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Palty or Parliamentary?

A "parliamentary" train service is one that's run on a railway to meet minimum legal requirements.

The term originates from a requirement on all companies to provide at least one train a day at rate of an old penny a mile calling at all stations, so that rail transport would be available to all. Some companies embraced the requirement and provided and provided plentiful, good cheap and popular services. Others did the minimum they had to - often running the train at an awkward time of day, making sure that it failed to connect at junctions, and so on... their purpose being to encourage travellers to use other, more expensive services.

These days, the term's often used to describe the service on a line that's still required for diversionary purposes, for empty trains to the depot, for freight - but is still technically open for passengers. And the service is provided at a useless time of day when the train companies have a spare train and crew available to run it. In our own area, the loop that avoids Bristol (known as the "Rhubarb Loop") has a single passenger train, in one direction only, at around lunch time. And there's a train from Ruislip that arrives into Paddington at 11:32 on Monday to Friday mornings and leaves again at 11:36. And it's the only regular passenger train using that line. There are parliamentary stations too - our example is Pilning, with one train a week in each direction.

I've travelled on the Rhubarb loop train. I was the only passenger, and the train crew checked that I really did NOT want to travel to Bristol Temple Meads. And reading reports of the train from Paddington, you'll see comments like "there was just me and another enthusiast on the train; we were outnumbered by staff".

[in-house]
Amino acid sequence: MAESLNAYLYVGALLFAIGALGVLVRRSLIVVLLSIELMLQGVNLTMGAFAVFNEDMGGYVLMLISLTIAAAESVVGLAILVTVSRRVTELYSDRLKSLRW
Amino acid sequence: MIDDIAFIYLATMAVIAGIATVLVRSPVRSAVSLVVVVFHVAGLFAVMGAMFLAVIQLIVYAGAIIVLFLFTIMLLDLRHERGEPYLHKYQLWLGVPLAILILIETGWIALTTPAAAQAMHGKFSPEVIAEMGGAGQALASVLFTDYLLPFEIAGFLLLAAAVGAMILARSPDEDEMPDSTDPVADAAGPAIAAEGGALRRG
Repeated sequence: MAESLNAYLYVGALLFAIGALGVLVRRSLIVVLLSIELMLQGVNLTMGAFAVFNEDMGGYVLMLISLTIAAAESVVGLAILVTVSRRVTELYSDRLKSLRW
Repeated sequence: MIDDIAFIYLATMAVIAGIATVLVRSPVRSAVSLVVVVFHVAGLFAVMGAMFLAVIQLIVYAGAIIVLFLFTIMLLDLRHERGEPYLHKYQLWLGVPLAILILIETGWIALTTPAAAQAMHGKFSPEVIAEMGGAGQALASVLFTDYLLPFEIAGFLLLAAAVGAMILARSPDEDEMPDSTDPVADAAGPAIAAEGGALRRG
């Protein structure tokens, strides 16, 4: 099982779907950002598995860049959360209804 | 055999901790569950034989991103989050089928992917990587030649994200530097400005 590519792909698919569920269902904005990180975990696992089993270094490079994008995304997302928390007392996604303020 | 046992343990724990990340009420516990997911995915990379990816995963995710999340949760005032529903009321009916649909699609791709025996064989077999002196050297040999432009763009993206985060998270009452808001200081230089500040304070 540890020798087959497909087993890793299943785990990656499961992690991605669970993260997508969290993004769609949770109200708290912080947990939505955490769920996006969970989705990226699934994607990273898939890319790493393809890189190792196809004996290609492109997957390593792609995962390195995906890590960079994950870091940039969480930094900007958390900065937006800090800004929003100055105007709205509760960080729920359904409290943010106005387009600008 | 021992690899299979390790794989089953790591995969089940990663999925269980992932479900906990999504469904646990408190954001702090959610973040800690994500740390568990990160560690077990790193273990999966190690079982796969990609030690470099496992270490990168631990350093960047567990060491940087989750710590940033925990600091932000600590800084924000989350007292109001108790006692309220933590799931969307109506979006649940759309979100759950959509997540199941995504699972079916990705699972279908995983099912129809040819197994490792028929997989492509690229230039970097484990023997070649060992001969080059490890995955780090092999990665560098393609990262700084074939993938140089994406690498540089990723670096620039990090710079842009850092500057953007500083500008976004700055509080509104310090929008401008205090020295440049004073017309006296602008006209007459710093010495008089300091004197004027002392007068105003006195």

It's been suggested to me that the trains that serve Melksham are a parliamentary service. No - they are not parliamentary. They are just paltry. This morning, I've travelled on the 06:38 train for the second day this week, and on both days there were five passengers joining the train even at that hour, and another seven or eight on the train from stations up the line such as Chippenham. And in the evening, I arrived back in Melksham on the evening train last night... around 20 people got on at Chippenham to make the journey joining perhaps a dozen travelling through from Swindon, 6 got off and 2 on at Melksham, leaving 28 passengers carrying on to Trowbridge. This is not the modern parliamentary train; this is simply a dreadful service.

So... if the service was not dreadful, would it be used better? All the evidence points to it. Chat to the faces that you see frequently on the train, and thay all say they would use it more if it was a bit later (morning) and / or earlier (evening). Significantly, they say that they can't use the trains on days that they may get delayed because there's no evening service. And that's just the tip of the iceberg of potential use. For everyONE who's at the station at half past six in the morning, and happy (or at least accepting) they won't be back until after seven in the evening, there are dozens more who would us it at a more sociable time, and there are further dozens who would use it if it were a true service with trains through the day - something available within an hour or so (earlier or later) of when you wanted to travel.

A Parliamentary service has no real passenger use. Our TransWilts service does have passenger use - shown by the 32 on the evening train on a typical weekday. And those numbers - though low - provide evidence for (and make it a prime candidate for) improvement.
(written 2013-04-30, updated 2013-05-04)

 
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